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Guiding Principles for an "UnSystem"

The following is a list of guiding principles for an "UnSystem," an idea born at the 10 of 10 for Kids national convening in May 2017, that brought together 100 innovative thinkers from around the country and IDEO to redesign child welfare. When the four-day event ended, we had not identified a new design for child welfare, rather we had thirty prototypes for programs, services and apps; thousands of post-it notes; hundreds of evaluations; and many new partners and friends. As we continued to analyze all the information before us, some clear themes began to emerge around locally delivered, family-driven, culturally specific community supports focused on building wellbeing and resilience.

Continued conversations and information gathering, including an additional listening session with the 10 of 10 designers resulted in identifying the following guiding principles. Those who are committed to a new way of supporting children and families are challenged to uphold these Guiding Principles.

Protect relational connections as sacred

We regard trusting relationships and secure attachments to specific people (biological family members and self-identified "family") as the foundation of lifelong wellbeing. Connections to communities (geographic, faith, cultural, and other) and attachments to traditions should also be treated as necessary for survival.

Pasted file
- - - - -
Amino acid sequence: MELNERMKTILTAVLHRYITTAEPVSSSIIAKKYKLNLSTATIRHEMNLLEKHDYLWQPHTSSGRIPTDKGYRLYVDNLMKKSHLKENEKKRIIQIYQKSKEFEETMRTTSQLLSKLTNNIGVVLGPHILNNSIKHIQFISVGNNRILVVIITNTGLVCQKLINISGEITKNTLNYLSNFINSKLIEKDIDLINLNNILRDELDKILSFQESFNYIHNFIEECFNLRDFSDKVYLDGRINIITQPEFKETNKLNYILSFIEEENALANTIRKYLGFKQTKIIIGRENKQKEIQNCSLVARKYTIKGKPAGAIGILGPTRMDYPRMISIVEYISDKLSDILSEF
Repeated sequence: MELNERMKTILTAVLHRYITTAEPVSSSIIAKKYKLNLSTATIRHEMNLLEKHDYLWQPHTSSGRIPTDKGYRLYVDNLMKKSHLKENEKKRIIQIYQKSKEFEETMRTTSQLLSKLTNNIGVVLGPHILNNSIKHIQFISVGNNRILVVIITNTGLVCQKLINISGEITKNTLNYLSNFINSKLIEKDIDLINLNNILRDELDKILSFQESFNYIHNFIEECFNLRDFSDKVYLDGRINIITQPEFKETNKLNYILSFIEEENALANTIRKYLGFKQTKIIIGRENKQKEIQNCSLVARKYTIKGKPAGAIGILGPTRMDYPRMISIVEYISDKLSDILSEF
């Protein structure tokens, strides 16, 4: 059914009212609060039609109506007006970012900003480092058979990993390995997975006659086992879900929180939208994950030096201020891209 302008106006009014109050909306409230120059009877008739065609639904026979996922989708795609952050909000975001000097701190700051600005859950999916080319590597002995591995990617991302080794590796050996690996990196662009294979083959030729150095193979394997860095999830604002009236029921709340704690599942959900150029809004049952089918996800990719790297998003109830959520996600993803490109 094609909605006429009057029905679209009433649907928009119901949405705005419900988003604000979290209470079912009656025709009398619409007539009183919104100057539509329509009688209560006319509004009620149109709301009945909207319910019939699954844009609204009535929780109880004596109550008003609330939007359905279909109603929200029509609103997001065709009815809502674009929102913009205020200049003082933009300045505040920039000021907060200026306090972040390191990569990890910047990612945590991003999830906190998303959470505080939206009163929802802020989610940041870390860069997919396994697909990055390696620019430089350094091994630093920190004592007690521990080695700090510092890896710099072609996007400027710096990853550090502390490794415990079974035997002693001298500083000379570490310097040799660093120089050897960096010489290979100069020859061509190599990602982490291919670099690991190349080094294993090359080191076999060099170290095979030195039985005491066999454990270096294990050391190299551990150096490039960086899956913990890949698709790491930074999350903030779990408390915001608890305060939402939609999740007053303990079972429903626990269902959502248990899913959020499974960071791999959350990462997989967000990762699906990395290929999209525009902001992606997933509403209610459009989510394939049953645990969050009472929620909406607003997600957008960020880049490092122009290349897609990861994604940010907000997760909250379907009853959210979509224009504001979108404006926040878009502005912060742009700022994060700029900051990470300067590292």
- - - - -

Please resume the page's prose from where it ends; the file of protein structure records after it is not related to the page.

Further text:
Trust the wisdom of children and families to design their own futures

We view families as their own experts, whole, undamaged, and capable. We defer to families (to the extent safe and possible) to decide what they need, what services they receive, and who is involved - to be architects of their care. We support the personal journey of every individual and family to becoming as capable as possible in determining their futures.

Commit to intergenerational wellbeing

We know trauma that occurs in families must be healed within families. Targeting one young person or family member within the family unit is insufficient for long-term family and community wellbeing and resilience. 

Insist on racial equity and radical inclusion

We challenge the individual bias and structural oppression present in the child welfare system as evidenced by the overrepresentation of people of color. Racism, ageism, homophobia and all other forms of bias and systemic discrimination are vigorously identified, challenged and rectified.

Dare to share power

We recognize that by working together, we can come up with better solutions than we can alone. Agency leaders with agency workers, workers with families, workers with other workers, and agencies with other agencies; seeking other perspectives and employing shared decision-making will lead us more quickly to solutions that work.

Nurture the capacity for joy

We see the ability to experience and express joy as a measure of wellbeing, an expression of every person's birthright, and only accessible when other foundational safety needs are met. We vow to create space to nurture widespread wholeheartedness where young people, families, workers, and leaders are safe enough to express vulnerability, hope, bravery and joy.





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